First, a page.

The winged-ones are speaking through me lately as I work on a new painting; the first in a series I’m calling “Where I Stand is Holy.” This particular vision came to me following my recent wildness trek with Animas Institute. On our last evening, we were invited to share a poem, song, or expression of our soul inspired by our experience. As I shared back in August (see previous post), I felt a deep connection to the forest, Tahoma (Mt Rainier), and White River. The landscape felt holy to me and was reminded of what Yahweh says to Moses: “Take off your sandals, for the place where you are standing is holy ground.” (Exodus 3:5). When we are standing on Mother Earth, Pachamama, we are standing on holy ground. So that evening, I walked out in front of our group, removed my sandals, and sang a song that we often sing during our community sweat lodge. I changed the wording from sitting to standing but it goes like this:
Where I stand is holy, holy is this ground.
Forest, mountain, river, listen to the sound.
Great Spirit circles all around me.
Singing is not my particular gift and rarely sing outside the lodge let alone in front of a group of people that I don’t know well but I felt called to share what was alive for me in that moment. The river spoke to me of letting go of safety and trusting in the journey even when the path is uncertain. It was a very sweet moment and am grateful I found the courage to be vulnerable in front of these other beings–human and non-human. How often do we silence ourselves out of fear of being judged or abandoned?
The first painting of this 4-panel series that will once again address threatened species includes the Arctic Tern, Varied Thrush, and American Three-toed Woodpecker (view more at my Facebook and Twitter pages) and they are three of 314 North American birds that are threatened by climate change. The Audubon Society is tracking this and you can learn more and pledge to take action at this link. The painting process has been emerging slowly as the vision becomes clearer to me but there is also a feeling of uncertainty as to whether I can actually manifest what it is that I am being called by Spirit to create. This will be a time-intensive project and feels a bit overwhelming at times. Some days, I hear that little voice inside my head that says I “should” (a word that should be eliminated from our vocabulary!) create artworks that are more commercially viable but this is where my soul is called to be. So everyday, I show up, listen, and trust that I am being guided to serve not only my soul but the earth and the creatures in this way. Where might you be called to serve your soul and our world?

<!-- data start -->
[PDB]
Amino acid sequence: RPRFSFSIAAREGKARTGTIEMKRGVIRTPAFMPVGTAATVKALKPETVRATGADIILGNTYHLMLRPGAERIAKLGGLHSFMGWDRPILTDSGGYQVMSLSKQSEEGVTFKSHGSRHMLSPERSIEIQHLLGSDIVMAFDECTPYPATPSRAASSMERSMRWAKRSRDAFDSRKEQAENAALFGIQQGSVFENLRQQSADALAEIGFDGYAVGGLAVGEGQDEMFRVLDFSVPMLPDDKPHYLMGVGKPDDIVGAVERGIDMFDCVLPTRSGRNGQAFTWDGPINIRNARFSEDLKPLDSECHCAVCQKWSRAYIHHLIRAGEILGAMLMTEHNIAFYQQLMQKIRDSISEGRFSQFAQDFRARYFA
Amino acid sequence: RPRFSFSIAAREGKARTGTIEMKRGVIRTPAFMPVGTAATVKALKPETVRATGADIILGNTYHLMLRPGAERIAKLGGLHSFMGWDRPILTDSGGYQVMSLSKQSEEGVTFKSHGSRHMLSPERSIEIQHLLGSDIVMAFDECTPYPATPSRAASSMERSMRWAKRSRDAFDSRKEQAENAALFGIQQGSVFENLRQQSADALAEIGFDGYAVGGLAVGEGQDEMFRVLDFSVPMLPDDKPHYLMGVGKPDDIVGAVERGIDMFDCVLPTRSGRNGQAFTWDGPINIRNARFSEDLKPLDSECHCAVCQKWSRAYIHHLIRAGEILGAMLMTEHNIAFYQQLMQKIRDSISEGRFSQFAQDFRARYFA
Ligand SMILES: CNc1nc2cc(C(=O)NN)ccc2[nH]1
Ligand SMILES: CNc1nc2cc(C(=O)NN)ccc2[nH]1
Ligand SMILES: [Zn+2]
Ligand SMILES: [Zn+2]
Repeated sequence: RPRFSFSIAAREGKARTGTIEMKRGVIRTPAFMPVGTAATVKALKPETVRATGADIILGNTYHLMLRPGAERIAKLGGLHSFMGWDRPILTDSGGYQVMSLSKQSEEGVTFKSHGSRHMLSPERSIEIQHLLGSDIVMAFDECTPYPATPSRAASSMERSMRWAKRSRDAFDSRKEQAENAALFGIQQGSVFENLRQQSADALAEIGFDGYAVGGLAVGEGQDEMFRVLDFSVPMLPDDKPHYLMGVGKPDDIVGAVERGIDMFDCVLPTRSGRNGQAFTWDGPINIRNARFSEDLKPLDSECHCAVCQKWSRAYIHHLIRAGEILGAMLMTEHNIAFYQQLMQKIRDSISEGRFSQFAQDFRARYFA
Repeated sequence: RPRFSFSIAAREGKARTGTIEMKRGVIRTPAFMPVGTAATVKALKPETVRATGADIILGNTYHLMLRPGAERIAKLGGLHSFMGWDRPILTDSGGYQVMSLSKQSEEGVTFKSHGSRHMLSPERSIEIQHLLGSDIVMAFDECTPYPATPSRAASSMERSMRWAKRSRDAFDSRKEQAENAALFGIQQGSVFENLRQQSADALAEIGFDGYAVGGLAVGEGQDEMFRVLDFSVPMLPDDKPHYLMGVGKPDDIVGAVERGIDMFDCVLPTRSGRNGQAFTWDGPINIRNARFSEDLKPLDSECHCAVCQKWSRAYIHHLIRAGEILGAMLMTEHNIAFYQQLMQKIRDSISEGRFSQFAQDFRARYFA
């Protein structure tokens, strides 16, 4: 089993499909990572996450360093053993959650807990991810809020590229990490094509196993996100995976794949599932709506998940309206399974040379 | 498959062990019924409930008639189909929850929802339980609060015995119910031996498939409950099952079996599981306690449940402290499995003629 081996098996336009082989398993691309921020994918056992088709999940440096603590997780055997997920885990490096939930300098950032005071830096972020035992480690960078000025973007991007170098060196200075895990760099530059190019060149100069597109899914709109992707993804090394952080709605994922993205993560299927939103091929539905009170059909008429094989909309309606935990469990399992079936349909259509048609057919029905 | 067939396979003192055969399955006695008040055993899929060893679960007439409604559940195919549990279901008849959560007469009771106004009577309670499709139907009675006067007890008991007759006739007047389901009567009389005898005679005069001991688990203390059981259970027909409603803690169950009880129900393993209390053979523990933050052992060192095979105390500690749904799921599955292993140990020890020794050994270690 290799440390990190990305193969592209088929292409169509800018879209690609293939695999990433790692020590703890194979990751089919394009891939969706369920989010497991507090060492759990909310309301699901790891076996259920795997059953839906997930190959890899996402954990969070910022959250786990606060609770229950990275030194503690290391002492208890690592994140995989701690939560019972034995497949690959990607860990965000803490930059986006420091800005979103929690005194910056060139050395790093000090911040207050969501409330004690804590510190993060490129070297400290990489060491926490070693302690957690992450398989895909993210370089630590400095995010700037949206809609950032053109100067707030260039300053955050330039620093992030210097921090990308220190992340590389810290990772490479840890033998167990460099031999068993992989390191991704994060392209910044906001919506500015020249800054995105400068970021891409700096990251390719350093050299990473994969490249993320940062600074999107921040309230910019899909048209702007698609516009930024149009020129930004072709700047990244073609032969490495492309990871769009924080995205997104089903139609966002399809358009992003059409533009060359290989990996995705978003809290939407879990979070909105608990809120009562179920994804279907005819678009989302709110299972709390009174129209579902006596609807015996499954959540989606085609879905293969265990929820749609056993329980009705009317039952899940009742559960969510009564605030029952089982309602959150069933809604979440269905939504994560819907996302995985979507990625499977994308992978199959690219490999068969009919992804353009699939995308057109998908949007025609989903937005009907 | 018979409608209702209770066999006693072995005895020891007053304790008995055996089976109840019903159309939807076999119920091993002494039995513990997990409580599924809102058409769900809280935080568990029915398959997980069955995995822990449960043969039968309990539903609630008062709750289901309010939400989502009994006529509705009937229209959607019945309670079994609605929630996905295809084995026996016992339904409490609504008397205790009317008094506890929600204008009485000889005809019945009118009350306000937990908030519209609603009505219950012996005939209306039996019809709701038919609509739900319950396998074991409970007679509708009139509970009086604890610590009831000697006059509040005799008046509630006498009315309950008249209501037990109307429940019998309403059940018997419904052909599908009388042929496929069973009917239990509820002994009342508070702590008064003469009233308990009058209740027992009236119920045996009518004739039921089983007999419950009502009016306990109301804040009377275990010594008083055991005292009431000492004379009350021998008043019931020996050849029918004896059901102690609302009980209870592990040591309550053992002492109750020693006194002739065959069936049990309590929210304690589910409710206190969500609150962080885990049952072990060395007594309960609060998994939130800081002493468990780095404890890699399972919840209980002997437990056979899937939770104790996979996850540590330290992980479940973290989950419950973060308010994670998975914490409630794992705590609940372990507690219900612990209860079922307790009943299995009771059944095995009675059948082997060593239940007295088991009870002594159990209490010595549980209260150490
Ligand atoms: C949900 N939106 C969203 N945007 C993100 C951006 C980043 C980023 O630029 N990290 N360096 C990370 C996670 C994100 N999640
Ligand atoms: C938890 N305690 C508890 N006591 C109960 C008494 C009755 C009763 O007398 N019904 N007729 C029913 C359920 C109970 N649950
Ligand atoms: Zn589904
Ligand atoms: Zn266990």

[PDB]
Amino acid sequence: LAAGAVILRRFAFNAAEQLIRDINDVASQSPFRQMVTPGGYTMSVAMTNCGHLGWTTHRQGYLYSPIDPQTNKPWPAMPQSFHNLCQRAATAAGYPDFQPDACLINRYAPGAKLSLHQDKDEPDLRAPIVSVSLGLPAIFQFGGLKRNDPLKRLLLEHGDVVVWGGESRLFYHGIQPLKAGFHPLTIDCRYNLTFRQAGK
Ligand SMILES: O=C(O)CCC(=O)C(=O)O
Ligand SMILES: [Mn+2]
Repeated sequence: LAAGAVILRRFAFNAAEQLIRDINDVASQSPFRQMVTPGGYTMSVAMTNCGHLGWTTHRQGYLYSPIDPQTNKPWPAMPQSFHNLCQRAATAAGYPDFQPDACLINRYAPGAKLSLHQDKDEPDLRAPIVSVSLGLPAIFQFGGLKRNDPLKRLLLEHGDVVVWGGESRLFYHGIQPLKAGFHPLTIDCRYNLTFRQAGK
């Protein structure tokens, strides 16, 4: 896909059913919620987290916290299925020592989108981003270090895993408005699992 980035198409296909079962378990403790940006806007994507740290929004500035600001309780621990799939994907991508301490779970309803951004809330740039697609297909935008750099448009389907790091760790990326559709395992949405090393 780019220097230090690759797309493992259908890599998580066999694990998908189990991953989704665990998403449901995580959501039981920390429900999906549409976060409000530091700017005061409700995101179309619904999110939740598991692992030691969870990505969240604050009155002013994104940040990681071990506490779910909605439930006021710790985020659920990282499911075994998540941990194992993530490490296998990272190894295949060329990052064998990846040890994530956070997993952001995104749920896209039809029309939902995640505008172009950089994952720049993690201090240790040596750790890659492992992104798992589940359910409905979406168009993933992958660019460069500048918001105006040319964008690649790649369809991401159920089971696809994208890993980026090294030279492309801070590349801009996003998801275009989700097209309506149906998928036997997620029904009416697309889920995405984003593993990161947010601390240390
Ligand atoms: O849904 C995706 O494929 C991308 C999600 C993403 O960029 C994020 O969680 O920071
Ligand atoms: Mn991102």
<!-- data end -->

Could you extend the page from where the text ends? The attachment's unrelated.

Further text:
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Last week I brought part of the Return to the Garden installation to the AASHE (Association for the Advancement of Sustainability in Higher Education) conference held at the Convention Center here in Portland. The largest academic sustainability conference in the world brought over 2,000 change agents to Portland. AASHE’s vision is to lead higher education to be a foundation for a thriving, equitable and ecologically healthy world. I appreciated being invited to bring this sacred art and add a voice around our spiritual connection to the earth. To remember our innate interdependence in the web of creation and the role of art and beauty as they contribute to the conversation around sustainability.
My art installation was in the lobby of the convention center so between sessions, attendees were able to stop by to inquire about my work and to participate in co-creating our community nature mandala. I had so many remarkable and inspiring conversations with visionaries and passionate students from all around the world. I walked away feeling very hopeful. There is a lot of great work being done on behalf of our beloved earth and our fellow humans. Just a few included: A young man from Peru is here completing his degree at PSU and will return to Cusco to work with his father around erosion/conservation at Machu Picchu. Another young woman, an artist, makes her own paints and paper from natural materials. A student from University of Colorado is working on zero waste. Many students from small communities in the Midwest, the South, and Hawaii where there isn’t much being done around sustainability are taking on the challenge themselves! Yeah. One company makes solar-powered kiosks for charging electronic devices on college campuses. Another company makes water fountains that also includes filtration so we can refill our reusable water bottles. Imagine, the end of plastic bottles!
I also had the good fortune to hear Annie Leonard, creator of the Story of Stuff movement, and now Executive Director of Greenpeace speak the opening night. I was so inspired and touched by her talk and everyone that I spoke with that during the closing ceremony of our mandala, I dedicated this offering for the healing of the earth to AASHE and all those who attended. Thank you for inspiring me and all those who are working to create a sustainable future that works for all.